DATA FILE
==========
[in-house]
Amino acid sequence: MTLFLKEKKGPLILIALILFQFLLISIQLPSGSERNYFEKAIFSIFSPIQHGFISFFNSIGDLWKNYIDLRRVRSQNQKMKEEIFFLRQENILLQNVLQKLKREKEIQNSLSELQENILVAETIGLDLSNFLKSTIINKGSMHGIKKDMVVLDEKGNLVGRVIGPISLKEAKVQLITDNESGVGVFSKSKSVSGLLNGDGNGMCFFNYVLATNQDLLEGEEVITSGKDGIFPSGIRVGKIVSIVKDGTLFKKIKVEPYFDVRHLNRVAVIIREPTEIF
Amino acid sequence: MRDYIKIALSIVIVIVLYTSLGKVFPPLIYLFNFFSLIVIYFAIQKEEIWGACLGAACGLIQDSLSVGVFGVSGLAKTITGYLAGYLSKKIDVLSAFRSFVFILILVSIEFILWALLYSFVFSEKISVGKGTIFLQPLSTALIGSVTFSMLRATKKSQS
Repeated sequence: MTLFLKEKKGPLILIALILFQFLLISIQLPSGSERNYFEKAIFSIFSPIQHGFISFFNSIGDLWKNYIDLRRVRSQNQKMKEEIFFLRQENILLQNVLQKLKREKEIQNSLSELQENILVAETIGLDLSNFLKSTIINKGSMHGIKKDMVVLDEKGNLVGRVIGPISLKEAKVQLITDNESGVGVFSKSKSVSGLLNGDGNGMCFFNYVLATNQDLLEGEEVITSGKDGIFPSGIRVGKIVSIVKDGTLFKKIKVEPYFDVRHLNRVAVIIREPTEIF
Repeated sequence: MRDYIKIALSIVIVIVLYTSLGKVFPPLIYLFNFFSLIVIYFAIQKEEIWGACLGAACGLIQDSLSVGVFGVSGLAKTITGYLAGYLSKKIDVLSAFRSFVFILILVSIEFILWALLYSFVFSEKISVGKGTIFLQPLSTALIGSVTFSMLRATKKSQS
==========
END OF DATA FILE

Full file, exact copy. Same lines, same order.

[in-house]
Amino acid sequence: MTLFLKEKKGPLILIALILFQFLLISIQLPSGSERNYFEKAIFSIFSPIQHGFISFFNSIGDLWKNYIDLRRVRSQNQKMKEEIFFLRQENILLQNVLQKLKREKEIQNSLSELQENILVAETIGLDLSNFLKSTIINKGSMHGIKKDMVVLDEKGNLVGRVIGPISLKEAKVQLITDNESGVGVFSKSKSVSGLLNGDGNGMCFFNYVLATNQDLLEGEEVITSGKDGIFPSGIRVGKIVSIVKDGTLFKKIKVEPYFDVRHLNRVAVIIREPTEIF
Amino acid sequence: MRDYIKIALSIVIVIVLYTSLGKVFPPLIYLFNFFSLIVIYFAIQKEEIWGACLGAACGLIQDSLSVGVFGVSGLAKTITGYLAGYLSKKIDVLSAFRSFVFILILVSIEFILWALLYSFVFSEKISVGKGTIFLQPLSTALIGSVTFSMLRATKKSQS
Repeated sequence: MTLFLKEKKGPLILIALILFQFLLISIQLPSGSERNYFEKAIFSIFSPIQHGFISFFNSIGDLWKNYIDLRRVRSQNQKMKEEIFFLRQENILLQNVLQKLKREKEIQNSLSELQENILVAETIGLDLSNFLKSTIINKGSMHGIKKDMVVLDEKGNLVGRVIGPISLKEAKVQLITDNESGVGVFSKSKSVSGLLNGDGNGMCFFNYVLATNQDLLEGEEVITSGKDGIFPSGIRVGKIVSIVKDGTLFKKIKVEPYFDVRHLNRVAVIIREPTEIF
Repeated sequence: MRDYIKIALSIVIVIVLYTSLGKVFPPLIYLFNFFSLIVIYFAIQKEEIWGACLGAACGLIQDSLSVGVFGVSGLAKTITGYLAGYLSKKIDVLSAFRSFVFILILVSIEFILWALLYSFVFSEKISVGKGTIFLQPLSTALIGSVTFSMLRATKKSQS